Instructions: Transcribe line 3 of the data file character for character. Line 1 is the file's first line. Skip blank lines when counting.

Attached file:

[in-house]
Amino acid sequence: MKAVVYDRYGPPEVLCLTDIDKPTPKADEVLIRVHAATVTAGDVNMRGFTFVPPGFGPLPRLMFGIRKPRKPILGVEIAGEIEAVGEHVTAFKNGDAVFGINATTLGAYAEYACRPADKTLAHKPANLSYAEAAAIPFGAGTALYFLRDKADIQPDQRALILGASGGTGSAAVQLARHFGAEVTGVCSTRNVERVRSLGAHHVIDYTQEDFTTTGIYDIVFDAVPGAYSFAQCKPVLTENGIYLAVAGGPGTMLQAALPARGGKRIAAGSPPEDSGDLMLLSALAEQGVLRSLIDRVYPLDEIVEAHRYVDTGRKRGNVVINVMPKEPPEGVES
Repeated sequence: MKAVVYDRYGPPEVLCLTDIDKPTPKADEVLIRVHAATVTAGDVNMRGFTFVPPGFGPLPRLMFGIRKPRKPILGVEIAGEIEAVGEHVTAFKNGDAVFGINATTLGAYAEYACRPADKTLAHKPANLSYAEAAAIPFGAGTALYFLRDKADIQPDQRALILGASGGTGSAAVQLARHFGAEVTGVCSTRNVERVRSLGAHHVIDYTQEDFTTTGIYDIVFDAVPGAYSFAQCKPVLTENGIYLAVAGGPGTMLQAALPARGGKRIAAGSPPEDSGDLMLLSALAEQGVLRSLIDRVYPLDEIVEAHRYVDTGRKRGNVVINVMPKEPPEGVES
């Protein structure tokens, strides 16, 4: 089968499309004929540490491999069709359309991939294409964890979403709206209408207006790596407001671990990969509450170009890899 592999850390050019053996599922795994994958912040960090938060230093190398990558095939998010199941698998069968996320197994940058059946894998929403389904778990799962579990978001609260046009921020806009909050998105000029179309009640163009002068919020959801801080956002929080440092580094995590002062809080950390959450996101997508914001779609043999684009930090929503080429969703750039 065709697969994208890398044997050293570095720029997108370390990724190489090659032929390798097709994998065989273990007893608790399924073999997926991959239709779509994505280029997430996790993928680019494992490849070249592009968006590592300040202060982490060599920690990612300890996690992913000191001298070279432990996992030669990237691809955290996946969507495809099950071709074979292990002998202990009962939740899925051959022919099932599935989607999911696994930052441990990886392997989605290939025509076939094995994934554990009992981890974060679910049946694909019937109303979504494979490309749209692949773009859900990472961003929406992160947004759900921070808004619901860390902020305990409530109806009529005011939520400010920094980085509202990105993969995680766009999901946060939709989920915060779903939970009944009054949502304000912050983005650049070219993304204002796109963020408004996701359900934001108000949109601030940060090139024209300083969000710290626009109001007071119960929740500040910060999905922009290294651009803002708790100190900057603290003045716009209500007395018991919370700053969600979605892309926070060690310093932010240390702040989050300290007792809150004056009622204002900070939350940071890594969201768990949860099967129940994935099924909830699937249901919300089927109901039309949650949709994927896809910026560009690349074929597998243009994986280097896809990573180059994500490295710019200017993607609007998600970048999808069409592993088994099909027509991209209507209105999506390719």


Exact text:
Repeated sequence: MKAVVYDRYGPPEVLCLTDIDKPTPKADEVLIRVHAATVTAGDVNMRGFTFVPPGFGPLPRLMFGIRKPRKPILGVEIAGEIEAVGEHVTAFKNGDAVFGINATTLGAYAEYACRPADKTLAHKPANLSYAEAAAIPFGAGTALYFLRDKADIQPDQRALILGASGGTGSAAVQLARHFGAEVTGVCSTRNVERVRSLGAHHVIDYTQEDFTTTGIYDIVFDAVPGAYSFAQCKPVLTENGIYLAVAGGPGTMLQAALPARGGKRIAAGSPPEDSGDLMLLSALAEQGVLRSLIDRVYPLDEIVEAHRYVDTGRKRGNVVINVMPKEPPEGVES